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Save Our Wild Salmon

By Lynda V. Mapes
March 2, 2022

03022022 calf J pod02 120431A new calf was born to J pod of the southern resident orcas, Center for Whale Research director Ken Balcomb confirmed Tuesday morning.

But the birth to orca mother J37 is tempered with news of the loss of two other pregnancies in southern resident families. The endangered whales’ population is now 74.

Scientists John Durban and Holly Fearnbach, of the marine mammal research and rescue nonprofit SR3, reported that routine, noninvasive monitoring of the orcas by drone photography determined two of the three expecting orcas had lost their calves.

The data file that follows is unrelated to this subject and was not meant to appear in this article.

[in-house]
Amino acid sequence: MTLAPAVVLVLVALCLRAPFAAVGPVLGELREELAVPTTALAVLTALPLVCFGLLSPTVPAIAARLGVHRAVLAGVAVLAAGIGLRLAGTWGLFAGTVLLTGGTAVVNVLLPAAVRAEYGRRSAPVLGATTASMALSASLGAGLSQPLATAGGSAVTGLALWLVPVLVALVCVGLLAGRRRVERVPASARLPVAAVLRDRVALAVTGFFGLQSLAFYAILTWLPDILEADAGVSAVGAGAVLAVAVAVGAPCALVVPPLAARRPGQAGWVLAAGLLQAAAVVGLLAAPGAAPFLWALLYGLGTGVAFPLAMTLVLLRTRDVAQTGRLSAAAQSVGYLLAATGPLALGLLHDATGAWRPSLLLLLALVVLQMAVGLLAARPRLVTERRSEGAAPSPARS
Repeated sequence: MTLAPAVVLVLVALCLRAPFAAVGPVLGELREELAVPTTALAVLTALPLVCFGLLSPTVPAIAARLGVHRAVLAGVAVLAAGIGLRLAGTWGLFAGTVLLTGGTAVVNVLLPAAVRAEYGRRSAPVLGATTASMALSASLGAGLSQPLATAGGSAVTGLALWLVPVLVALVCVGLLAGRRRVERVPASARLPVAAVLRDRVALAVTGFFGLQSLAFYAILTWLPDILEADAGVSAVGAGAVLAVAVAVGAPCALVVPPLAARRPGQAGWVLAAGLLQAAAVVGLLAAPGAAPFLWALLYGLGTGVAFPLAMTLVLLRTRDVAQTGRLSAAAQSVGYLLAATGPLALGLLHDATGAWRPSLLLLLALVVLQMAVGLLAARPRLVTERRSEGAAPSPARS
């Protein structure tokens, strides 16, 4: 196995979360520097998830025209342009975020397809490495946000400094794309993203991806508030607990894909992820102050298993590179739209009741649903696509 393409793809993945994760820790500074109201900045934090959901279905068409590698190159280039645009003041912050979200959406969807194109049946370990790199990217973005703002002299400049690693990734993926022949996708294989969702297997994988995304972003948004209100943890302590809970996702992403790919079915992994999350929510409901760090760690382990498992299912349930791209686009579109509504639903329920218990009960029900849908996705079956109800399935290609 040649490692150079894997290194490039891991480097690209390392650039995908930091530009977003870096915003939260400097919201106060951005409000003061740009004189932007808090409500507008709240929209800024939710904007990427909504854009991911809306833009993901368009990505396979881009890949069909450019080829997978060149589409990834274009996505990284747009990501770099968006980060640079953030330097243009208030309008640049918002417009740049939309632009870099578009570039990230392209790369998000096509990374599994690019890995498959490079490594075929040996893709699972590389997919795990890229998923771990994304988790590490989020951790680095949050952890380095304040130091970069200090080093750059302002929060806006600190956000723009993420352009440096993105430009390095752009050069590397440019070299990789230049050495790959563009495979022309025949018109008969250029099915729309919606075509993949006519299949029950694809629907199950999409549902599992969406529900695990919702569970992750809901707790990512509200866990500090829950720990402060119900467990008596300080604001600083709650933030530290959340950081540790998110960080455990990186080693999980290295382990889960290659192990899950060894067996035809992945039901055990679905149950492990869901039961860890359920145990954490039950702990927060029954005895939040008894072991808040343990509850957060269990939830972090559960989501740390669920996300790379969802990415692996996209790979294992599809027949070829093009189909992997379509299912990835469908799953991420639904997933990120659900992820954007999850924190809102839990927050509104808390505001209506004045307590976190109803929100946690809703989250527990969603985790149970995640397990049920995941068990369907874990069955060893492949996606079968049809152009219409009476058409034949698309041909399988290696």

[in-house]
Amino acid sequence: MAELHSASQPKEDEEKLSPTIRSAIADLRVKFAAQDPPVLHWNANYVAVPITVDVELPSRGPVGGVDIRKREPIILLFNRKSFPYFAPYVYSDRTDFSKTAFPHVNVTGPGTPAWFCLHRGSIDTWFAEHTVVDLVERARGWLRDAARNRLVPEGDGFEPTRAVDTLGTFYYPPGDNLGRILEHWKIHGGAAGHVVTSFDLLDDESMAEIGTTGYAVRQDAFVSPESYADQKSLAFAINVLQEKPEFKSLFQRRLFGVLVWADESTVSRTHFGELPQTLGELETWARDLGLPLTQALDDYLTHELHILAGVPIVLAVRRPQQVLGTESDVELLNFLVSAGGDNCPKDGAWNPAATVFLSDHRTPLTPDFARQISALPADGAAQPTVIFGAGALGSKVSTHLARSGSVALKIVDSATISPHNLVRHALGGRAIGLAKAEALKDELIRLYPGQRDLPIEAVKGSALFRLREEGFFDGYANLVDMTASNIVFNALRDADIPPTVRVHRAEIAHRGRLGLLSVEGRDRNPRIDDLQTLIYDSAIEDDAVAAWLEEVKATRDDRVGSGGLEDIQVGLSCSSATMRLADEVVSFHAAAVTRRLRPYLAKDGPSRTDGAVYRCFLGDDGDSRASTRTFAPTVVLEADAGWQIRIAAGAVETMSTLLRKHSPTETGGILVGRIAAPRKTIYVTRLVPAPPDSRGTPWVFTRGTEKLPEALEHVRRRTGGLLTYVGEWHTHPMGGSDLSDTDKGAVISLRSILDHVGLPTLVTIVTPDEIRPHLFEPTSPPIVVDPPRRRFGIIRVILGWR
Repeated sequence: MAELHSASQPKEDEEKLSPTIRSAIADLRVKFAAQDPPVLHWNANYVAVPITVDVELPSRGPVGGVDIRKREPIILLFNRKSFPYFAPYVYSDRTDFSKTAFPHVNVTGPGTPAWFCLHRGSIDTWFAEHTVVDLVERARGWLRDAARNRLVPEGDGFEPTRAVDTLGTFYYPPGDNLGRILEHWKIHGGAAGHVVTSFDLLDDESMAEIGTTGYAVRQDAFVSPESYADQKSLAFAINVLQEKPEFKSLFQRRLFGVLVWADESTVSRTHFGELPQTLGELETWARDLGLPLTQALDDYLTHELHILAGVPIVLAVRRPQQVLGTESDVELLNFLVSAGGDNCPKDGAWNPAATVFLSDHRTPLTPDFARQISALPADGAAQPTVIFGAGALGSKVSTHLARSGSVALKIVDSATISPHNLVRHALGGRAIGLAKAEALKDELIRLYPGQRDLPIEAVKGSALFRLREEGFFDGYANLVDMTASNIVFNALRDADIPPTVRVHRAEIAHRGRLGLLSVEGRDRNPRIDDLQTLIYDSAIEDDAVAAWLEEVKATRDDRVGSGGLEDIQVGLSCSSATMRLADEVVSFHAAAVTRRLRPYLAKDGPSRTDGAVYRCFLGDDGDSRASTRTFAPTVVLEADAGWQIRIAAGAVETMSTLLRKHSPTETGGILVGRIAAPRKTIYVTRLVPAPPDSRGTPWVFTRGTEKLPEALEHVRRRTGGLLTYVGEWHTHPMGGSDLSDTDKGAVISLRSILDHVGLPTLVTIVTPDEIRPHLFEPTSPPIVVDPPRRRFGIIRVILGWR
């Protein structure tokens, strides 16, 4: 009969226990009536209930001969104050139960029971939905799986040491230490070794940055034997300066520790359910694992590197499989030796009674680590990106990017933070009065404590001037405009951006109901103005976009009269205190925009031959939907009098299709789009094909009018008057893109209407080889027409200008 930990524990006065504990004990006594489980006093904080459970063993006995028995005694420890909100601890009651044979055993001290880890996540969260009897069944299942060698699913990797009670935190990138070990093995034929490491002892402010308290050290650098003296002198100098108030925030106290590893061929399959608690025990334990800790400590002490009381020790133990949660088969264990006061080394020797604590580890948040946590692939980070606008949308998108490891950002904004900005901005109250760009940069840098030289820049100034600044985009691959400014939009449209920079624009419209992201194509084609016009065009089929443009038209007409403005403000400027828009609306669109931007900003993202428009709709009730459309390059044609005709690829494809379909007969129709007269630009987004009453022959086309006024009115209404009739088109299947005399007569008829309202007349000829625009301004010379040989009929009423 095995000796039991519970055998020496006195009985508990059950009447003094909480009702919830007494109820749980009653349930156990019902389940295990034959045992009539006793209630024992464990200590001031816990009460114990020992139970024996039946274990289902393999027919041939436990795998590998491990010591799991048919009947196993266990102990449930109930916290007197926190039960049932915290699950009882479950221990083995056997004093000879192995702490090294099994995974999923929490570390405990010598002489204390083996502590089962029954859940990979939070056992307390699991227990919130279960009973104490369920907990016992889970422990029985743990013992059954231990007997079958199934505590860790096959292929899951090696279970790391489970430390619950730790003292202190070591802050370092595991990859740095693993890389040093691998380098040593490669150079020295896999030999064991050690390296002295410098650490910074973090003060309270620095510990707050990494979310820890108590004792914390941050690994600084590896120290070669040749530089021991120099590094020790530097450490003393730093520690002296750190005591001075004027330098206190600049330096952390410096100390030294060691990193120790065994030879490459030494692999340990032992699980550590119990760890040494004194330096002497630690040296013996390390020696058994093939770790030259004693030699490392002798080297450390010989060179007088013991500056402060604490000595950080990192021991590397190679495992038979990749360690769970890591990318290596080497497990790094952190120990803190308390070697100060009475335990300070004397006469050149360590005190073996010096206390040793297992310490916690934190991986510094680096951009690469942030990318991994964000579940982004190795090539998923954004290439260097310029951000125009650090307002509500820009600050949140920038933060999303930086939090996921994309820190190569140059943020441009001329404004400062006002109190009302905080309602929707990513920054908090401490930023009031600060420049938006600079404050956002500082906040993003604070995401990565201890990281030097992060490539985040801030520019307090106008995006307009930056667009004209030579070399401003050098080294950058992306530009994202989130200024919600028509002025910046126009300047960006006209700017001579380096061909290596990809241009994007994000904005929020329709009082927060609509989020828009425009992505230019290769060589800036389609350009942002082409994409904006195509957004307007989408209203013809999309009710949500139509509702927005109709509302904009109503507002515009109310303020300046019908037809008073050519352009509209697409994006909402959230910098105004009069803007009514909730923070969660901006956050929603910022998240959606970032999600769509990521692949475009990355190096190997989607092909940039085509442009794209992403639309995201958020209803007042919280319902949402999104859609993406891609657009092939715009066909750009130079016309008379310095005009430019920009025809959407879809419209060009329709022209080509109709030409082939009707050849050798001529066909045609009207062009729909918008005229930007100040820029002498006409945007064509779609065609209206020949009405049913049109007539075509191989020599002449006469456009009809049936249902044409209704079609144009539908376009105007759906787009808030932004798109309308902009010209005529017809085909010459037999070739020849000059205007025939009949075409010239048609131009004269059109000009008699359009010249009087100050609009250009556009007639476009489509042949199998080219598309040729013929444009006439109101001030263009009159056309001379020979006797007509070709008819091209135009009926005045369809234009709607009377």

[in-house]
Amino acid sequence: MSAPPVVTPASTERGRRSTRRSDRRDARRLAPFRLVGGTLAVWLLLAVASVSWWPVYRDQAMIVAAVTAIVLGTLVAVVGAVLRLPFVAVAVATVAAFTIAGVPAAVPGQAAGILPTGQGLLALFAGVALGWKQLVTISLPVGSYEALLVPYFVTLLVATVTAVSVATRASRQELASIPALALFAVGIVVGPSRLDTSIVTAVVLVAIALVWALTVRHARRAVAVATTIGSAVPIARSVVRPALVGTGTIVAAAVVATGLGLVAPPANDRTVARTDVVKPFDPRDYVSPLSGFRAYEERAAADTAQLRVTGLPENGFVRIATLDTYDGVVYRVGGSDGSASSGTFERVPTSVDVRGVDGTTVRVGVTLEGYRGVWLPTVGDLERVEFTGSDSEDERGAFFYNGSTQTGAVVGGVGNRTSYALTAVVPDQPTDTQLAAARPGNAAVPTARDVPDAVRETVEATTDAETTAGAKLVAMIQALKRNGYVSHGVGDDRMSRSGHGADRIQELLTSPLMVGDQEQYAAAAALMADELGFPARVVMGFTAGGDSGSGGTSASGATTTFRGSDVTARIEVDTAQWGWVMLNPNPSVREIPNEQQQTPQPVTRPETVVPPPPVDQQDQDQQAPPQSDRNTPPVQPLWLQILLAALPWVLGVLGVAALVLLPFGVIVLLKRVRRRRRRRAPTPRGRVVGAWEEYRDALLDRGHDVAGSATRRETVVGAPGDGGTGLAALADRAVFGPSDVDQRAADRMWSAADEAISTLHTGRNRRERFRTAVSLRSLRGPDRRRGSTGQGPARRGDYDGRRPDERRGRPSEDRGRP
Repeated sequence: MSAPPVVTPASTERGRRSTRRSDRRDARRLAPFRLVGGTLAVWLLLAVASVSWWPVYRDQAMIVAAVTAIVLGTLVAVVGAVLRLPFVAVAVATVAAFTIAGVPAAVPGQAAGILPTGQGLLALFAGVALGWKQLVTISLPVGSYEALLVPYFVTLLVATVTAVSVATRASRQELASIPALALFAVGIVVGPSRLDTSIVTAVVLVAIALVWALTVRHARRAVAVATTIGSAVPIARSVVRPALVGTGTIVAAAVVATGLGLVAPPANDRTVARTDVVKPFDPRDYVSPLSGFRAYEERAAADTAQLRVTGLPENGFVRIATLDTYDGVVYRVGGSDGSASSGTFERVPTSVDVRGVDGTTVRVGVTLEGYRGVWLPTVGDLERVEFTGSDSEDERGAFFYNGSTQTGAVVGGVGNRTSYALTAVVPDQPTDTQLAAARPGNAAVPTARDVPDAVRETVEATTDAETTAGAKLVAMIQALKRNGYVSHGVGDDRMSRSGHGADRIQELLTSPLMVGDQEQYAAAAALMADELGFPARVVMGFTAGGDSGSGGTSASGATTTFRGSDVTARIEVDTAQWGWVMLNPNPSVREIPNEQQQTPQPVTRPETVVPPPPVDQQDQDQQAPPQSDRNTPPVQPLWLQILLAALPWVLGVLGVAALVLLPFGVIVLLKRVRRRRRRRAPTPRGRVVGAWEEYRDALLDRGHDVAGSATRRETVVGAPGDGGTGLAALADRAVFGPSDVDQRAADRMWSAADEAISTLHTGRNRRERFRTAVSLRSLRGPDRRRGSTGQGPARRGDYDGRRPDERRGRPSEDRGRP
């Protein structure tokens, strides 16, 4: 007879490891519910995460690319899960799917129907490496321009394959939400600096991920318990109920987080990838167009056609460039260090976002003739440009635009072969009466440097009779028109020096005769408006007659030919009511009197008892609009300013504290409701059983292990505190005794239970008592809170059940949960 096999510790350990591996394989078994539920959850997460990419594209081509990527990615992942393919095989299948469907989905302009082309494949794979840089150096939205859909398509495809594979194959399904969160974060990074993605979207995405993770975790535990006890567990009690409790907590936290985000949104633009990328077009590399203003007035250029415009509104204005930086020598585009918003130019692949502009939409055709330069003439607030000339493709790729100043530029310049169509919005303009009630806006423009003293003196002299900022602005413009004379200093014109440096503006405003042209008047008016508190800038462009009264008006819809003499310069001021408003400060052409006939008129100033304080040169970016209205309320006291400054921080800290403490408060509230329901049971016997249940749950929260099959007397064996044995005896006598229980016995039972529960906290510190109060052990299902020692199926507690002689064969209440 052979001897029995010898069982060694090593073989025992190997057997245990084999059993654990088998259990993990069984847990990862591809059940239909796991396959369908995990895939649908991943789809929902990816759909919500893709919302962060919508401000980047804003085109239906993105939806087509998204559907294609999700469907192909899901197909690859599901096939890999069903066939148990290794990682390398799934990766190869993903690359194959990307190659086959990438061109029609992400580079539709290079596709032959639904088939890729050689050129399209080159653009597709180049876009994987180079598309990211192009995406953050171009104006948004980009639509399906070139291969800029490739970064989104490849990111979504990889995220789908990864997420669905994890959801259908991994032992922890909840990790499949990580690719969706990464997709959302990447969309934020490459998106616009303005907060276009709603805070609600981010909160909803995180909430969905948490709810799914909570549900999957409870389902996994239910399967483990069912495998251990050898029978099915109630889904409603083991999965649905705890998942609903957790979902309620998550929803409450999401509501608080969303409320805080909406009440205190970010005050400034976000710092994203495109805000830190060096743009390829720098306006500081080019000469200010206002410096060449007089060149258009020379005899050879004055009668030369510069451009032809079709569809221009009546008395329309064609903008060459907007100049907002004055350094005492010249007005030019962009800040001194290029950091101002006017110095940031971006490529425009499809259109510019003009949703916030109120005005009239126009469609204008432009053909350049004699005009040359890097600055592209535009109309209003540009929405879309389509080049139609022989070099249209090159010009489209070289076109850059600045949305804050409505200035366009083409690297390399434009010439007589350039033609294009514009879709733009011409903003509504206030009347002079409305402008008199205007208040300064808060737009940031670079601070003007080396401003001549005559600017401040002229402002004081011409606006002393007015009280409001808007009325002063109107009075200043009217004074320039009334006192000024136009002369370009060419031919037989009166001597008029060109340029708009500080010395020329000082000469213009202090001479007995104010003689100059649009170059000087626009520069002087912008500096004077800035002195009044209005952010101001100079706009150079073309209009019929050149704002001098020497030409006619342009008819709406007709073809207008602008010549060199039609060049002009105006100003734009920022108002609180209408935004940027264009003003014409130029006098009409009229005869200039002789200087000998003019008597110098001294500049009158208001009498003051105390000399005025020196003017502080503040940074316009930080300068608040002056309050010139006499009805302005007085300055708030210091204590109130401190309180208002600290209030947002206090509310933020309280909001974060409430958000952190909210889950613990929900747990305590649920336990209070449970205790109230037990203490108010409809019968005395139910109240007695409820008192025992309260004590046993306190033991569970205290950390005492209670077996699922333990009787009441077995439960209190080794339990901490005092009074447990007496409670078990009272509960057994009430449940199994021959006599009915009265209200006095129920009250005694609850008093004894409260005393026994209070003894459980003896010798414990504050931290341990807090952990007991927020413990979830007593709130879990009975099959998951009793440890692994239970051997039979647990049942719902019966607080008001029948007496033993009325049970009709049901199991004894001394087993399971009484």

J19 and J36 appearing to have decreased significantly in body width, and neither had calves with them, the scientists reported.

“A calving rate of 1/3 of the documented pregnancies will, unfortunately, be consistent with the high rate of reproductive loss that has been documented in recent years by our drone studies and by hormone research conducted by the University of Washington,” the scientists stated.

“Unfortunately, reproductive loss has become normal for this population.”

The southern residents face at least three main threats to their survival: Underwater noise, pollutants, and lack of adequate Chinook salmon, their primary food source.

Lynda V. Mapes: 206-464-2515 or; on Twitter: @LyndaVMapes. Lynda specializes in coverage of the environment, natural history, and Native American tribes.

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